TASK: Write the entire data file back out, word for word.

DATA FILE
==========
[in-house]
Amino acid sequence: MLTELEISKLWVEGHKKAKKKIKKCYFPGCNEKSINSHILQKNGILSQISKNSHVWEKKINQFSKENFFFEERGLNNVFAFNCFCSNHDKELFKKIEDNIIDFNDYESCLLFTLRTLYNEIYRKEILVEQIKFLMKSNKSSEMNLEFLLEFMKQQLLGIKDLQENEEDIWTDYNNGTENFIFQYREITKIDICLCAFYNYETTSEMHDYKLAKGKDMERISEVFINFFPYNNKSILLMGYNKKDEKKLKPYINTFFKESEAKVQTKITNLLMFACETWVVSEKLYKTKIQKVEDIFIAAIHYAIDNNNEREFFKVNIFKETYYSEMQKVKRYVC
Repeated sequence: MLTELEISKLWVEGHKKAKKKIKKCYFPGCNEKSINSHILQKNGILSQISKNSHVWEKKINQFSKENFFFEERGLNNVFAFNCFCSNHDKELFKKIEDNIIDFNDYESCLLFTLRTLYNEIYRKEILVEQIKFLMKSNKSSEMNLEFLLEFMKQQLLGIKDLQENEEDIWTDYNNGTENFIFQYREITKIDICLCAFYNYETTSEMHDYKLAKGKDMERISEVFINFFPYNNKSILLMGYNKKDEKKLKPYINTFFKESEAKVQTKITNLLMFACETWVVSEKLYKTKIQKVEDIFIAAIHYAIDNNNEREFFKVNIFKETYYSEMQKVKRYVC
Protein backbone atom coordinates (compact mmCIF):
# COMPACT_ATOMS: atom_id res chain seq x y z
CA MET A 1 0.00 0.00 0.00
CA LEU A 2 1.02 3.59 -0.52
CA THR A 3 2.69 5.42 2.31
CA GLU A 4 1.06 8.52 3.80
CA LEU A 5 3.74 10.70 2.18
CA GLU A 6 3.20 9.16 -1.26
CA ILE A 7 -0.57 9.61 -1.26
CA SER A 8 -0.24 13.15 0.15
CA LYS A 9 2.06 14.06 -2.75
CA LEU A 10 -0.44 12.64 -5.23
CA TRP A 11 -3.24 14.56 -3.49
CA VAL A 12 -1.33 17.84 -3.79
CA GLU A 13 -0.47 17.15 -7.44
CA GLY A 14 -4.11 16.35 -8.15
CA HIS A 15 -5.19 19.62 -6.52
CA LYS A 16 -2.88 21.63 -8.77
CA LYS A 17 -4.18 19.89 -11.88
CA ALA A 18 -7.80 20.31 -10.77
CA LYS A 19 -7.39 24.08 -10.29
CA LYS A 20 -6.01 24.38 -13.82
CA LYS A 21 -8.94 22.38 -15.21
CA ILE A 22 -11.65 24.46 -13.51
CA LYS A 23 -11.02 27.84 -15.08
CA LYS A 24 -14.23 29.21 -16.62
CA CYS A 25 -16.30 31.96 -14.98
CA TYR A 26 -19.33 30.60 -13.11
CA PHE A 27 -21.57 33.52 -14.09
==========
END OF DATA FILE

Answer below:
[in-house]
Amino acid sequence: MLTELEISKLWVEGHKKAKKKIKKCYFPGCNEKSINSHILQKNGILSQISKNSHVWEKKINQFSKENFFFEERGLNNVFAFNCFCSNHDKELFKKIEDNIIDFNDYESCLLFTLRTLYNEIYRKEILVEQIKFLMKSNKSSEMNLEFLLEFMKQQLLGIKDLQENEEDIWTDYNNGTENFIFQYREITKIDICLCAFYNYETTSEMHDYKLAKGKDMERISEVFINFFPYNNKSILLMGYNKKDEKKLKPYINTFFKESEAKVQTKITNLLMFACETWVVSEKLYKTKIQKVEDIFIAAIHYAIDNNNEREFFKVNIFKETYYSEMQKVKRYVC
Repeated sequence: MLTELEISKLWVEGHKKAKKKIKKCYFPGCNEKSINSHILQKNGILSQISKNSHVWEKKINQFSKENFFFEERGLNNVFAFNCFCSNHDKELFKKIEDNIIDFNDYESCLLFTLRTLYNEIYRKEILVEQIKFLMKSNKSSEMNLEFLLEFMKQQLLGIKDLQENEEDIWTDYNNGTENFIFQYREITKIDICLCAFYNYETTSEMHDYKLAKGKDMERISEVFINFFPYNNKSILLMGYNKKDEKKLKPYINTFFKESEAKVQTKITNLLMFACETWVVSEKLYKTKIQKVEDIFIAAIHYAIDNNNEREFFKVNIFKETYYSEMQKVKRYVC
Protein backbone atom coordinates (compact mmCIF):
# COMPACT_ATOMS: atom_id res chain seq x y z
CA MET A 1 0.00 0.00 0.00
CA LEU A 2 1.02 3.59 -0.52
CA THR A 3 2.69 5.42 2.31
CA GLU A 4 1.06 8.52 3.80
CA LEU A 5 3.74 10.70 2.18
CA GLU A 6 3.20 9.16 -1.26
CA ILE A 7 -0.57 9.61 -1.26
CA SER A 8 -0.24 13.15 0.15
CA LYS A 9 2.06 14.06 -2.75
CA LEU A 10 -0.44 12.64 -5.23
CA TRP A 11 -3.24 14.56 -3.49
CA VAL A 12 -1.33 17.84 -3.79
CA GLU A 13 -0.47 17.15 -7.44
CA GLY A 14 -4.11 16.35 -8.15
CA HIS A 15 -5.19 19.62 -6.52
CA LYS A 16 -2.88 21.63 -8.77
CA LYS A 17 -4.18 19.89 -11.88
CA ALA A 18 -7.80 20.31 -10.77
CA LYS A 19 -7.39 24.08 -10.29
CA LYS A 20 -6.01 24.38 -13.82
CA LYS A 21 -8.94 22.38 -15.21
CA ILE A 22 -11.65 24.46 -13.51
CA LYS A 23 -11.02 27.84 -15.08
CA LYS A 24 -14.23 29.21 -16.62
CA CYS A 25 -16.30 31.96 -14.98
CA TYR A 26 -19.33 30.60 -13.11
CA PHE A 27 -21.57 33.52 -14.09